Everything seems fused in a haze under the sun, as it grows hotter and hotter, and in that quivering atmosphere looks like a mass in which red and white predominate, with the persistent harmony of motion of the swaying, barefooted crowd.At mess there were two newly-arrived officers, come from Tochi; they had been attacked on the road in the night by sixteen men. The driver and the horse were killed; they themselves had not a scratch, and they told the story very much at their ease, relating the comic features of the incident—how a bullet had lodged itself in a pot hanging to a mule's pack, and the frightened creature had kicked "like mad."
Near a temple some bells and tom-toms animated the silence with their clang and clatter. Worshippers stole in noiselessly, barefoot on the stones, and entered the sanctuary, within which tapers were burning.[Pg 270]
As we went down to the shore a whole swarm of little dark boys wanted to sell scarabs, rattans, birds' nests shaped like pockets, and dream-flowers, gathered from the creepers on the temples; large almond-scented lilies, and hanging bunches of the ebony-tree flowers, so fragile in texture and already faded in the sun, but exhaling till evening a faint perfume of verbena and lemon.
Then follow more trays with tufts of jasmine stuck into the heart of a pink rose; and as the guest takes one of these bouquets the servant sprinkles first the flowers and then him with rose-water.Then some men go past who have a stick like a distaff thrust through their belt with a net wound round it; they net as they walk, heedless of jostling, their eyes fixed on their work.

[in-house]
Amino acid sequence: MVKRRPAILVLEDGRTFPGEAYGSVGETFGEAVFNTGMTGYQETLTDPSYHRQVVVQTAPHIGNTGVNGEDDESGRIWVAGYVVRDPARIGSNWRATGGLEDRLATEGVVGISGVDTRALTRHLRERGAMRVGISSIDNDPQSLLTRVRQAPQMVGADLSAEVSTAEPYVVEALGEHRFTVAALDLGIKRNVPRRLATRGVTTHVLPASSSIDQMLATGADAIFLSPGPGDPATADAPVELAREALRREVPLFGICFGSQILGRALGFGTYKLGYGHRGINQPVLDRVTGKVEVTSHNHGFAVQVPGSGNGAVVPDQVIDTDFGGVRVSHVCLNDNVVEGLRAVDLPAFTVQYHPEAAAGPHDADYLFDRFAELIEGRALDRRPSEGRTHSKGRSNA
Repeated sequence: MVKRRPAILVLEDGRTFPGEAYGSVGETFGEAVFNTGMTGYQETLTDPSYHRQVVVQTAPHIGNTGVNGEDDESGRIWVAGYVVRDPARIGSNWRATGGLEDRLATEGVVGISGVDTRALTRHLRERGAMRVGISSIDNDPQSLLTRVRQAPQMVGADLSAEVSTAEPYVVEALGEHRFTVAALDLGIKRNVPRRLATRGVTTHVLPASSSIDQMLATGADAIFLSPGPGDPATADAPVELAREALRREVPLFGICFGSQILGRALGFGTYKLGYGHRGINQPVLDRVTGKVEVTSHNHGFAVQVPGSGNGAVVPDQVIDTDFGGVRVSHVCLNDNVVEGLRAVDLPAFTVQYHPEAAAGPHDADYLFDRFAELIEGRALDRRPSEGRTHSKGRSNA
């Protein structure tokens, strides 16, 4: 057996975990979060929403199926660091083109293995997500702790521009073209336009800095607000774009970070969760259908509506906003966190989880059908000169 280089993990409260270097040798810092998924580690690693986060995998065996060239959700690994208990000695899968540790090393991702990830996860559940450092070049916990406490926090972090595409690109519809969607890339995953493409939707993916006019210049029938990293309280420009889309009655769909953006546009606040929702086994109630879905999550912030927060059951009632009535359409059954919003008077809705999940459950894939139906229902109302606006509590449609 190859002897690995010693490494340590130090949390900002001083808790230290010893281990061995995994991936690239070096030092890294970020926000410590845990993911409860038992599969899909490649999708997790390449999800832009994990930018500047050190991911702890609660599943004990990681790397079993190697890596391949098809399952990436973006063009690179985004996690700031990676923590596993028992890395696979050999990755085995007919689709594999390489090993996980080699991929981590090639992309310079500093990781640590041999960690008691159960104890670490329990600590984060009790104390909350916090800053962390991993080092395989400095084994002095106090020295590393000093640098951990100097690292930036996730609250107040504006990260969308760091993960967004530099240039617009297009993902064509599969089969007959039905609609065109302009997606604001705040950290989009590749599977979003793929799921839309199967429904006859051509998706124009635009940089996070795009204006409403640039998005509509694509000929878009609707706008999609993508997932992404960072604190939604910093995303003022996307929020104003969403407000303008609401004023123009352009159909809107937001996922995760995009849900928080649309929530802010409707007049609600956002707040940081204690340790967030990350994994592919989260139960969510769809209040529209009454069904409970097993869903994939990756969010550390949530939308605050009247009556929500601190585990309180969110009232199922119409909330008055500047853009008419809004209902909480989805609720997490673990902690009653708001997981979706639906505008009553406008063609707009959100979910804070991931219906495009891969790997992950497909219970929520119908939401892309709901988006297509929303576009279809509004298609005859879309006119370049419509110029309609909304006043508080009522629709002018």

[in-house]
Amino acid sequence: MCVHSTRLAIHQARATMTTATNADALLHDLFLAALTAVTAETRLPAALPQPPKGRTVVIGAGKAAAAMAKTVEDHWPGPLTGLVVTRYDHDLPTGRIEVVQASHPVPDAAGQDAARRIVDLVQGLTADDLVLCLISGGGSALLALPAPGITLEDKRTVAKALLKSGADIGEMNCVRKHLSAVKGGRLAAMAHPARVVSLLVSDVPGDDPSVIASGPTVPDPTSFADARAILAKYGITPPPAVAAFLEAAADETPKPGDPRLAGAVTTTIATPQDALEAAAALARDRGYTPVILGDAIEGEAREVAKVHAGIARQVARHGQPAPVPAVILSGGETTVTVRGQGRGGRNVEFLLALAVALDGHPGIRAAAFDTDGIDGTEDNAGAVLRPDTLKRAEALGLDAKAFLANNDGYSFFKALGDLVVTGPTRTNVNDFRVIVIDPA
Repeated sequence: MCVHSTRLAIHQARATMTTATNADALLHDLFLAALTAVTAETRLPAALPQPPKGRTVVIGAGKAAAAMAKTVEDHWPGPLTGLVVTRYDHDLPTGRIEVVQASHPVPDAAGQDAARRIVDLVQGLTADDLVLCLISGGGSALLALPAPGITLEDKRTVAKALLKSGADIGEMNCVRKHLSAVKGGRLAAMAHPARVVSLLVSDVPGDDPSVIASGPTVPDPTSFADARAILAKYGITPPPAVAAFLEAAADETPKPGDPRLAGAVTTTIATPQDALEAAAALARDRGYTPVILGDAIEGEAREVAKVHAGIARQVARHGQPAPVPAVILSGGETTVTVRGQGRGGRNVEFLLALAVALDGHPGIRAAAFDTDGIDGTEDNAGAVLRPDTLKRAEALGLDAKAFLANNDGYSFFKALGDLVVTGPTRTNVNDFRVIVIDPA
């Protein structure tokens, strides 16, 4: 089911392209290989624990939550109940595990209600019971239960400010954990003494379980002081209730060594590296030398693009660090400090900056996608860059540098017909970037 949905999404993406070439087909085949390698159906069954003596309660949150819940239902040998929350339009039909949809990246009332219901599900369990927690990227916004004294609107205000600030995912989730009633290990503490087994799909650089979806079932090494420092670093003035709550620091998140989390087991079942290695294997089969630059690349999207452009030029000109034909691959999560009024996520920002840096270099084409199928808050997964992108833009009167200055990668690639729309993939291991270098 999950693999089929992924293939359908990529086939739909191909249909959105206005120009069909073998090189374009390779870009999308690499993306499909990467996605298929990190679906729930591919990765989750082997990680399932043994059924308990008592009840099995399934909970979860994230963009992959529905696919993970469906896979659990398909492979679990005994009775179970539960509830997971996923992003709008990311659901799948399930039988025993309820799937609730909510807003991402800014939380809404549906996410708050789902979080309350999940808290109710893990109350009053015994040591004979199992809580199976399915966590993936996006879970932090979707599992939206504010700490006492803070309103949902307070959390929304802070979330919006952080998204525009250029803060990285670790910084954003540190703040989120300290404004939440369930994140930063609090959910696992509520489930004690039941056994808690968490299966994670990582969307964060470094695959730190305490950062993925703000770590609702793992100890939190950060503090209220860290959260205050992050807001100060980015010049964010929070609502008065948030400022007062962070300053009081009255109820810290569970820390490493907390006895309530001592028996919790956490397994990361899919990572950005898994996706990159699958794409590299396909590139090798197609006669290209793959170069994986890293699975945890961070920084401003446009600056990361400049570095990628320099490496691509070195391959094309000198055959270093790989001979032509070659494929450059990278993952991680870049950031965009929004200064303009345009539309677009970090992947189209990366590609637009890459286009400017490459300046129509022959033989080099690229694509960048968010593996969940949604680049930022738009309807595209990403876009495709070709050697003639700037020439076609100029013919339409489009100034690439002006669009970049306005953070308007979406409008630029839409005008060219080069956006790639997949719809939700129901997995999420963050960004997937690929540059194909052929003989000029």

In the evening to the theatre—a Parsee theatre; a large tent, reserved for women on one side by a hanging of mats. The public were English soldiers and baboos with their children, and in the cheapest places a packed crowd of coolies.
All round the Royal Hill ancient buildings are piled in stages, the remains of still majestic magnificence. The thorn-brakes cover supporting walls as broad as crenellated terraces; fragments of light and fantastic architecture stand up from amid golden blossoms; tottering colonnades overhang tanks, all green at the bottom with a pool of brackish water.The priests slowly mounted the stairs, the music died away in echoes more and more confused, ceasing at last, while the sacred animal, going off to the right at the foot of the steps, disappeared into its stable.
And then night, the real night, transparently blue and luminous with stars, appeared above the last cloud that vanished with the last clap of thunder. Unspeakable freshness and peace reigned over nature, and in the limpid air the mountain-chains, the giant Himalayas, extended to infinity in tones of amethyst and sapphire. Nearer to us, lights sparkled out in the innumerable huts built even to the verge of the eternal snows, on every spot of arable ground or half-starved grass land.There are two towns of Peshawur: one a distracted, silly place, with no beginning nor end, straggling along something in the manner of Madras, with an embryonic bazaar and all the amusements demanded by soldiers; the other enclosed in walls of dried mud, which are preserved only "to protect the town from robbers."